Culms hollow, ± spongy near base, trigonous in cross section, 35-125 cm; vegetative culms hollow, flattened when pressed, taller than fertile culms. Leaves: basal sheaths reddish purple, inner bands fibrillose with age; sheaths with apex of inner band pale brown to dull reddish purple, pubescent or scabrous, at least apically, rarely glabrous; ligules (6-)11-45 mm; blades 3-10 mm wide, usually sparsely to moderately long-pubescent, finely papillose abaxially, glabrous adaxially. Inflorescences 12-60 cm; spikes erect or ascending; proximal 2-5 spikes pistillate; terminal (1-)2-6 spikes staminate. Pistillate scales lanceolate to narrowly ovate, apex acute, conspicuously scabrous-awned, glabrous or scabrous near midrib. Staminate scales lanceolate to narrowly ovate, apex obtuse to acuminate, scabrous-awned, glabrous or, rarely, sparsely pubescent. Perigynia 12-21-veined, (6.5-)7-12 × 1.8-3.8 mm, glabrous; beak 2.1-4 mm, glabrous (rarely few spreading hairs on main veins), teeth spreading to outcurved, (1.2-)1.5-3 mm. Fruiting Jun-Aug. Marshes, wet prairies and meadows, open swamps, wet, open thickets, open stream, pond, and lakeshores, ditches, often in water (to 60-80 cm deep); 50-2800 m; Alta., B.C., Man., N.W.T., Ont., Que., Sask., Yukon; Alaska, Ariz., Calif., Colo., Idaho, Ill., Ind., Iowa, Maine, Mich., Minn., Mo., Mont., Nebr., Nev., N.Mex., N.Y., N.Dak., Ohio, Oreg., Pa., S.Dak., Utah, Vt., Va., Wash., W.Va., Wis., Wyo.; Eurasia. Carex atherodes is a major wetland species in portions of the Midwest and West and becomes increasingly uncommon and local in the eastern portions of its range. It forms large clones and can tolerate deeper water than most Carex. Glabrous forms occur and seem to be more common in the western portion of the range. Carex atherodes rarely hybridizes with C. trichocarpa.
Stems stout, 3-15 dm, arising singly or few together from long, coarse, deep-seated rhizomes, aphyllopodic, the lower sheaths soon breaking and becoming fibrillose; sheaths villous-hirsute all around, or sometimes only toward the ventral summit; blades elongate, 4-10 mm, usually hirsute beneath toward the base, tending to be septate-nodulose; bracts subtending the pistillate spikes sheathless or nearly so, but with elongate blade; spikes several, sessile or inconspicuously short-pedunculate, the lower pistillate and the upper staminate, or the middle one(s) androgynous; staminate spikes 2-6 cm, pale, commonly stramineous, the scales short-awned; pistillate spikes cylindric, 2-10 נ1 cm, the scales stramineous or pale greenish and often largely scarious, narrow, tipped by a rough awn 1-5(-9) mm; perigynia crowded, ascending, pale greenish to stramineous, conspicuously 12-20-ribbed, glabrous, firm, 7-10 mm, lanceolate or lance-ovate, somewhat turgid-inflated below, more flattened toward the well developed beak, this with prominent, often divergent teeth 1.5-2.5(-3) mm; achene trigonous, loosely filling the lower part of the perigynium, continuous with the straight bony style; 2n=74. Marshes and shallow water; circumboreal, extending s. in Amer. to N.Y., W.Va., Mo., Colo., Utah, and Oreg.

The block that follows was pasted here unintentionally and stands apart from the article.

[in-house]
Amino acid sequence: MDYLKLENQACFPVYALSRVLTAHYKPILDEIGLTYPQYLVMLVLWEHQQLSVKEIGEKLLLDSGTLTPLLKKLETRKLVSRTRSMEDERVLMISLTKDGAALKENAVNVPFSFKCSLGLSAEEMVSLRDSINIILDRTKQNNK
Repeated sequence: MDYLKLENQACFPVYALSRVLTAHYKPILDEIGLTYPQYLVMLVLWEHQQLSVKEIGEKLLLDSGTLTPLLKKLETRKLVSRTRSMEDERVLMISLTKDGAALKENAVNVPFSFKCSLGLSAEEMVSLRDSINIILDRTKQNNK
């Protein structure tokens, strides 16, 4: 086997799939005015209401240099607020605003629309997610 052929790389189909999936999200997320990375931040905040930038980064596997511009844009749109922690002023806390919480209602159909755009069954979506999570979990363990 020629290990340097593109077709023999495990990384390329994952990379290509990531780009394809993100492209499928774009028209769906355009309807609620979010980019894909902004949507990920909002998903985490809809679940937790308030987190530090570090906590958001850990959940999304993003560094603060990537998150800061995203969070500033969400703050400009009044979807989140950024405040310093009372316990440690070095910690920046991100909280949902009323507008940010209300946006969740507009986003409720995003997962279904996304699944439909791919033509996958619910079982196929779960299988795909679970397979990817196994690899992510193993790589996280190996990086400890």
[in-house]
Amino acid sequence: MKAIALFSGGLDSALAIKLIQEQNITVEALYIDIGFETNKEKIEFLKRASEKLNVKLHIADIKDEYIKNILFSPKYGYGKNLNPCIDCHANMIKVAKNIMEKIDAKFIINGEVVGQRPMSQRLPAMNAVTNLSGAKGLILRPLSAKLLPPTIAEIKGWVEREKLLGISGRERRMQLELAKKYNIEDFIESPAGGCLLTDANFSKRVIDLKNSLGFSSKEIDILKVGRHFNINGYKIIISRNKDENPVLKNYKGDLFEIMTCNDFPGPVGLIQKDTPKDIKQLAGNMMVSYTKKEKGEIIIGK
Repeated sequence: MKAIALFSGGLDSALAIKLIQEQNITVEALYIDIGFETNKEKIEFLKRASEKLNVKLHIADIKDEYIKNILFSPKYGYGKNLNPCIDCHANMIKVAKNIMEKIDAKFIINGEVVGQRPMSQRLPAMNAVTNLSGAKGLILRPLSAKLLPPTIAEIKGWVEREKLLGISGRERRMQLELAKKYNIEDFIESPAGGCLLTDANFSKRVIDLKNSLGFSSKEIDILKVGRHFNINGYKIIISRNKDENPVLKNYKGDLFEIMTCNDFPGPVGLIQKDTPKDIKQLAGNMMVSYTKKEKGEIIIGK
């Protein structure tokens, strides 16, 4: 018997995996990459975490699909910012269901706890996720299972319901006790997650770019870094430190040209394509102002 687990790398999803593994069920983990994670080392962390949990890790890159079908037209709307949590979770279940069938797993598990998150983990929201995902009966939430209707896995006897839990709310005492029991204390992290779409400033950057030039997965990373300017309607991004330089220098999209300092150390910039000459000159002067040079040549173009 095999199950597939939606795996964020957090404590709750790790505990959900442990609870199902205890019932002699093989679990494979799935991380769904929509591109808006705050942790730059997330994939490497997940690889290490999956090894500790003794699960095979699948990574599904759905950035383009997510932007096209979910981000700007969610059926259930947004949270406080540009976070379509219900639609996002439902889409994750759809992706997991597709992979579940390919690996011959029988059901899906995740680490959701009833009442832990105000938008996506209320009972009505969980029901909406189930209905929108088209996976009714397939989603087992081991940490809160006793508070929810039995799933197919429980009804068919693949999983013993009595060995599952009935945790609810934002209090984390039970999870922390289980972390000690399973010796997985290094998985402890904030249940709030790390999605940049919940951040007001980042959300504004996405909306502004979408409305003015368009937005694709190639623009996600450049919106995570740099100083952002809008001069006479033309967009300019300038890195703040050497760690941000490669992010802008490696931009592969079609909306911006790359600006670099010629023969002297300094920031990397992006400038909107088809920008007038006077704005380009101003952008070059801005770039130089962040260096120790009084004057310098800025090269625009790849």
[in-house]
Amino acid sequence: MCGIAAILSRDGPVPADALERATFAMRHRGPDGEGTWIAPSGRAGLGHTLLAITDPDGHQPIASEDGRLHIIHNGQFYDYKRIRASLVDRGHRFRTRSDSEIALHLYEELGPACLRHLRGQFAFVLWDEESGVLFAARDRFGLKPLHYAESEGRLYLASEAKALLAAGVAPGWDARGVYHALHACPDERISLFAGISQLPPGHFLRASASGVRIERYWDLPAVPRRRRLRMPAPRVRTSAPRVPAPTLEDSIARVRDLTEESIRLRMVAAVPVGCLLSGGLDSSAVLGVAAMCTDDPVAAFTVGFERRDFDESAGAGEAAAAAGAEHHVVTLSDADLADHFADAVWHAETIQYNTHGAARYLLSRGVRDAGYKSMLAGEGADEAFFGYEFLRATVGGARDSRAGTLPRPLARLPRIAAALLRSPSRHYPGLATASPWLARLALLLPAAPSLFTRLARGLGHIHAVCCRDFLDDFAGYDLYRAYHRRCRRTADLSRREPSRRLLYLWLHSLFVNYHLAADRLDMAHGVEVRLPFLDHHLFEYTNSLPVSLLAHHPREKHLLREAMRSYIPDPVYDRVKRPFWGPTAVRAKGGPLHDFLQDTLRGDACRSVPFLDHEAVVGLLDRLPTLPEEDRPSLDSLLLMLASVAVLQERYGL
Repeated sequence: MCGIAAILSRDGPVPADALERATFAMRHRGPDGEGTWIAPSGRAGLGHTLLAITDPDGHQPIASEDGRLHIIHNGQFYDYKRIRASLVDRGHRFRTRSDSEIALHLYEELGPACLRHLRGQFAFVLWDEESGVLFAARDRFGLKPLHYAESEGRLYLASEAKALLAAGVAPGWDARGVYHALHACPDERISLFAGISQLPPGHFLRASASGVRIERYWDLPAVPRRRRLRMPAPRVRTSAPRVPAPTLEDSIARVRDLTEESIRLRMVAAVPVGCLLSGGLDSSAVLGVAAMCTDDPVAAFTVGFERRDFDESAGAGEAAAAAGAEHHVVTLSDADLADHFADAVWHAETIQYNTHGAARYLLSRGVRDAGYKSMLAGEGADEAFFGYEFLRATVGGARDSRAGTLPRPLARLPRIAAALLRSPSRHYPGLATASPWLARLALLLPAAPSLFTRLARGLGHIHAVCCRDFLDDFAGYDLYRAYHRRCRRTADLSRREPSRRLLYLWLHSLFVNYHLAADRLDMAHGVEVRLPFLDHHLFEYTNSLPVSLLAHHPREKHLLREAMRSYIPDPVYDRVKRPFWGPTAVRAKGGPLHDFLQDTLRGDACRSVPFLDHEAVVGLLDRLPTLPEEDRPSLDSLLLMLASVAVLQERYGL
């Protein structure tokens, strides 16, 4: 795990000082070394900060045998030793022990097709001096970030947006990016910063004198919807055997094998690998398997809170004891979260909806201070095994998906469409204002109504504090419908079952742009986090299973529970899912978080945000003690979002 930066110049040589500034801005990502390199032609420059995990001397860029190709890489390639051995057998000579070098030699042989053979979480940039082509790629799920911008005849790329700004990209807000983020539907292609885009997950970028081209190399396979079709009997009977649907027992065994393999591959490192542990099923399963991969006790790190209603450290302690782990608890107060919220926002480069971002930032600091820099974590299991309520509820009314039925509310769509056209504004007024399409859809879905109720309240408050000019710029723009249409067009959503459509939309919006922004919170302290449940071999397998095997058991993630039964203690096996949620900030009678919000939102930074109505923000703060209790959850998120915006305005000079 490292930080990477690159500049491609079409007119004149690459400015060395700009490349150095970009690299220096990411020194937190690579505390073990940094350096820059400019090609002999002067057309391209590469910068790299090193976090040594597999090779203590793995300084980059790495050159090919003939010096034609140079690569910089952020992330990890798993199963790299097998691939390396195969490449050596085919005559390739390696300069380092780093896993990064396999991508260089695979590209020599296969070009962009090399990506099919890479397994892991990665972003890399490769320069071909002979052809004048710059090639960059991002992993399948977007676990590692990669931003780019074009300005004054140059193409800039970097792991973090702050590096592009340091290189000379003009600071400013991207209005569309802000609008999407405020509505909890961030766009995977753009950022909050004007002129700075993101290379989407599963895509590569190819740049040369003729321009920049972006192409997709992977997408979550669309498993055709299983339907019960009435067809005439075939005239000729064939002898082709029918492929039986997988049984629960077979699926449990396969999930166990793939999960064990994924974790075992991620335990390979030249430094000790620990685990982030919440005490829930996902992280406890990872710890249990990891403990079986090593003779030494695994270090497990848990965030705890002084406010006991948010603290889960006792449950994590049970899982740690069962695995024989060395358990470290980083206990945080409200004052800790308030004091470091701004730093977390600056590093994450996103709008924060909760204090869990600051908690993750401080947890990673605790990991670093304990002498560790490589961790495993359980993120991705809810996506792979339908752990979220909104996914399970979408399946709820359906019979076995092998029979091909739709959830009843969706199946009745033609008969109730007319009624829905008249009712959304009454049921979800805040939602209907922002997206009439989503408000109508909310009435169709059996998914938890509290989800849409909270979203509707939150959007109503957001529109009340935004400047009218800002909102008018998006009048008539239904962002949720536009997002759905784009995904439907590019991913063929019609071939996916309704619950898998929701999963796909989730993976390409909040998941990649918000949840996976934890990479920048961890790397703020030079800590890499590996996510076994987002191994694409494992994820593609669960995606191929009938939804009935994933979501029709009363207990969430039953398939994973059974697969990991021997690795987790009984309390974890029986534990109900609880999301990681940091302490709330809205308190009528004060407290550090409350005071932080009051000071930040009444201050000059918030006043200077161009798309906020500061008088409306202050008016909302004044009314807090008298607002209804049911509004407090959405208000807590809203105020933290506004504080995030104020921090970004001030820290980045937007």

Gleason, Henry A. & Cronquist, Arthur J. 1991. Manual of vascular plants of northeastern United States and adjacent Canada. lxxv + 910 pp.
©The New York Botanical Garden. All rights reserved. Used by permission.
From Flora of Indiana (1940) by Charles C. Deam
Rare in northern Indiana in marshes and wet prairie habitats. Reported from Marshall County by Clark but no specimens could be located.
This project made possible by National Science Foundation Award 1410069